Since the weather turned this Spring, Jack and I have been enjoying a fairly steady stream of visitors from book clubs. The one on the right, with Jack holding court, is from Christiansburg, with Pamela Hale (in the green dress) at the helm.
Book clubs (as well as posses of gal pals) have discovered we’re a good day out, that, as one visitor put it “The Little Bookstore of Big Stone Gap is accessible in every sense of the word!” Clubs from Tennessee, North Carolina, and Kentucky have visited this past month – not to mention the closer gang of Upward Bound kids from right here in the county.
It’s fun, playing host, answering questions about the book or the bookstore, and running our cafe. We have always served soups and sandwiches, but since the rise of the book clubs we’ve expanded our menu to include more British delicacies; cold cucumber soup remains a “never had this before” favorite for many visitors.)
We’ve also had several book clubs from farther away (Illinois and California, lately) email to ask questions or make observations from their discussions. One group that recently got in touch does that cool book club thing where they theme their refreshments to the books they’re reading. Barbara, the host next month for Little Bookstore, emailed and asked ever so politely if Jack shared his shortbread recipe, as she’d serve that with cups of tea.
Cups of tea, as those of you who have read it know, is a recurring theme in Little Bookstore, and along with the story of Wee Willie and some comments about the cats, it’s what most readers mention most often, and sometimes first. Jack and I hear “I’ll put the kettle on” often from people when talking about the book.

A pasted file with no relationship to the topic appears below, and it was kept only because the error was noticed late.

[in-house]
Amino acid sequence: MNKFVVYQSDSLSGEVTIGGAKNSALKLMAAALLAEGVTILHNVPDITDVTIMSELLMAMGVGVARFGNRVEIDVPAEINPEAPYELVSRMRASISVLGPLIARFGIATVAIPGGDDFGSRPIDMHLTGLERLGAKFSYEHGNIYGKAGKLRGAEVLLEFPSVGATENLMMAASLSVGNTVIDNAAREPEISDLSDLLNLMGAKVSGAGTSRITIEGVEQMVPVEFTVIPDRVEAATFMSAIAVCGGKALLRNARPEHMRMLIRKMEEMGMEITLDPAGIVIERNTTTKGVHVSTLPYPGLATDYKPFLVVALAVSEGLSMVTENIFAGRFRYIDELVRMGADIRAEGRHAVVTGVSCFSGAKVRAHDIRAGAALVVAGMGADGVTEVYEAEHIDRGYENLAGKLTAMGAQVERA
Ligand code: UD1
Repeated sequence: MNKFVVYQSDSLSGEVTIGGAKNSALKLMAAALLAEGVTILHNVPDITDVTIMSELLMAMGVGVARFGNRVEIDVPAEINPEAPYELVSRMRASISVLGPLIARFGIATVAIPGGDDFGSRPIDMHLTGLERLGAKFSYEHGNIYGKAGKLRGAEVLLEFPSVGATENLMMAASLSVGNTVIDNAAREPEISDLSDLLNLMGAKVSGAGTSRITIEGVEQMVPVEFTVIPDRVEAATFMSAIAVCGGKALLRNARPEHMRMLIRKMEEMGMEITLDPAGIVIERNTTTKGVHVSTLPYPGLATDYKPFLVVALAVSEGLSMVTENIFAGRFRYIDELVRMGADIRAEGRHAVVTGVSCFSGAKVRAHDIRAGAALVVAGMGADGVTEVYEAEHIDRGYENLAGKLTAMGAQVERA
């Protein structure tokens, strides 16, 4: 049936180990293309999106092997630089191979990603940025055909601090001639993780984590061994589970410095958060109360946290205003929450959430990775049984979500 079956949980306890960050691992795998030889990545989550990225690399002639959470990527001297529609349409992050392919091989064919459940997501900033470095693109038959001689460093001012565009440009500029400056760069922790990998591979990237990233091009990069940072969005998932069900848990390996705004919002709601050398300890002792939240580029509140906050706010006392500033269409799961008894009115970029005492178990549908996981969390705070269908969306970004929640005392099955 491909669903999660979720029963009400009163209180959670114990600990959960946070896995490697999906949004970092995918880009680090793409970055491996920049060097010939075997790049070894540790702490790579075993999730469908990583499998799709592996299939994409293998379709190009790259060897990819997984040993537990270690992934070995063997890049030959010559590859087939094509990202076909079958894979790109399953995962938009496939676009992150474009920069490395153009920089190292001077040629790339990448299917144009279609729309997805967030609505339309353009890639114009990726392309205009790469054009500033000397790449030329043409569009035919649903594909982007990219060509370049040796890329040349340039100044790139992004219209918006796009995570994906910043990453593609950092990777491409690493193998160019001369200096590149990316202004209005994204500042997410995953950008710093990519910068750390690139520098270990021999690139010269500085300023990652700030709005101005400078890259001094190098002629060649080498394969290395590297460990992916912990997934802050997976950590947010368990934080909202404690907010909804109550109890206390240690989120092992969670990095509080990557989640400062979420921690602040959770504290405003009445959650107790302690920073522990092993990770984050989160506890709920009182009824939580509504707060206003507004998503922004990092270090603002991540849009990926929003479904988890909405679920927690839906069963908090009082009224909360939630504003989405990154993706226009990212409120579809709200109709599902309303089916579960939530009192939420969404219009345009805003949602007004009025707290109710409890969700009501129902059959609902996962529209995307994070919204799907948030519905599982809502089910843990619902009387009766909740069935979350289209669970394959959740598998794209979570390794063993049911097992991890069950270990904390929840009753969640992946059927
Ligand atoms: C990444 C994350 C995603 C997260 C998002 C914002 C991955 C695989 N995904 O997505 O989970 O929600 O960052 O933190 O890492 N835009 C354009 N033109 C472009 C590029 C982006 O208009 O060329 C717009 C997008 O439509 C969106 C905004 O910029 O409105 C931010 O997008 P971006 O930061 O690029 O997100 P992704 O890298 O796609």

So, if you’re in the neighborhood and fancy a drive, we’ll put the kettle on for you. And if you’re too far away, but fancy some Scottish shortbread, here’s Jack’s mum’s recipe:
Sugar 3 ounces (1/3 cup); Flour 8 ounces (2 cups); Butter 6 ounces (1 and a half sticks)
(all weights are dry – NOT fluid ounces)
Sift flour and sugar into a bowl. After butter has softened at room temperature work it by hand into the mixed flour and sugar until it has become a fairly stiff dough (this will take a few minutes – be patient!).
Dust your work-surface with flour and roll out the dough to about ½ inch thick. Cut rectangles about 7 inches by 3 inches and use a flat spatula to transfer them to a buttered baking tray. Use a fork to prick the surface of the dough rectangles all over. Place the tray in the oven preheated to 3750 .
Keep checking until the edges of the rectangles are beginning to slightly brown (usually about 15 – 20 minutes). Remove from the oven and set the tray aside to cool. While the baked rectangles are still warm, carefully cut them into strips 3 inches by 1 inch (Jack uses a circular pizza cutter), then let them completely cool. Enjoy them with afternoon tea or coffee!